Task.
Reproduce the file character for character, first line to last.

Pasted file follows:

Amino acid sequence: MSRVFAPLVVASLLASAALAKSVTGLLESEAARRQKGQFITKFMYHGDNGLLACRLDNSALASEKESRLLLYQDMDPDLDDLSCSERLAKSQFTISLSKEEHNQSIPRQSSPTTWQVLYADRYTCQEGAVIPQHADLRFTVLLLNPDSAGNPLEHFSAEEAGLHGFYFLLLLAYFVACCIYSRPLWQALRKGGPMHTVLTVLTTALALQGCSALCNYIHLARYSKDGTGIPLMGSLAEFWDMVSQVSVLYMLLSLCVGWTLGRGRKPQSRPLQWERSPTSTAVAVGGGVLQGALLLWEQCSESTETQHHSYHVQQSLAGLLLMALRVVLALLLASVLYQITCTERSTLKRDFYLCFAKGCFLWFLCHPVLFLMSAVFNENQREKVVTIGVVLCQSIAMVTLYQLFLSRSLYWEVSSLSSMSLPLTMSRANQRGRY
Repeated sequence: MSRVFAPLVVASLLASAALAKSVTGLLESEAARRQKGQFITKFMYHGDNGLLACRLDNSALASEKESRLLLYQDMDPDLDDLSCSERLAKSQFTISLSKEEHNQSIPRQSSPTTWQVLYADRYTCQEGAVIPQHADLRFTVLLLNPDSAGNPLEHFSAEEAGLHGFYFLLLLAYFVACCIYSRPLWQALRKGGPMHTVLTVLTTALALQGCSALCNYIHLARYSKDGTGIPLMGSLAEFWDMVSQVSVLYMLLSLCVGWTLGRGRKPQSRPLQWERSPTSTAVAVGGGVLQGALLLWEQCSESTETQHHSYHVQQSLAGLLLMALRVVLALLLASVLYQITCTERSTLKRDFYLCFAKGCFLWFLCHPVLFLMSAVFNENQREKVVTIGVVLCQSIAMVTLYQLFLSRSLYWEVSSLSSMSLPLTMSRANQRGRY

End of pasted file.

Amino acid sequence: MSRVFAPLVVASLLASAALAKSVTGLLESEAARRQKGQFITKFMYHGDNGLLACRLDNSALASEKESRLLLYQDMDPDLDDLSCSERLAKSQFTISLSKEEHNQSIPRQSSPTTWQVLYADRYTCQEGAVIPQHADLRFTVLLLNPDSAGNPLEHFSAEEAGLHGFYFLLLLAYFVACCIYSRPLWQALRKGGPMHTVLTVLTTALALQGCSALCNYIHLARYSKDGTGIPLMGSLAEFWDMVSQVSVLYMLLSLCVGWTLGRGRKPQSRPLQWERSPTSTAVAVGGGVLQGALLLWEQCSESTETQHHSYHVQQSLAGLLLMALRVVLALLLASVLYQITCTERSTLKRDFYLCFAKGCFLWFLCHPVLFLMSAVFNENQREKVVTIGVVLCQSIAMVTLYQLFLSRSLYWEVSSLSSMSLPLTMSRANQRGRY
Repeated sequence: MSRVFAPLVVASLLASAALAKSVTGLLESEAARRQKGQFITKFMYHGDNGLLACRLDNSALASEKESRLLLYQDMDPDLDDLSCSERLAKSQFTISLSKEEHNQSIPRQSSPTTWQVLYADRYTCQEGAVIPQHADLRFTVLLLNPDSAGNPLEHFSAEEAGLHGFYFLLLLAYFVACCIYSRPLWQALRKGGPMHTVLTVLTTALALQGCSALCNYIHLARYSKDGTGIPLMGSLAEFWDMVSQVSVLYMLLSLCVGWTLGRGRKPQSRPLQWERSPTSTAVAVGGGVLQGALLLWEQCSESTETQHHSYHVQQSLAGLLLMALRVVLALLLASVLYQITCTERSTLKRDFYLCFAKGCFLWFLCHPVLFLMSAVFNENQREKVVTIGVVLCQSIAMVTLYQLFLSRSLYWEVSSLSSMSLPLTMSRANQRGRY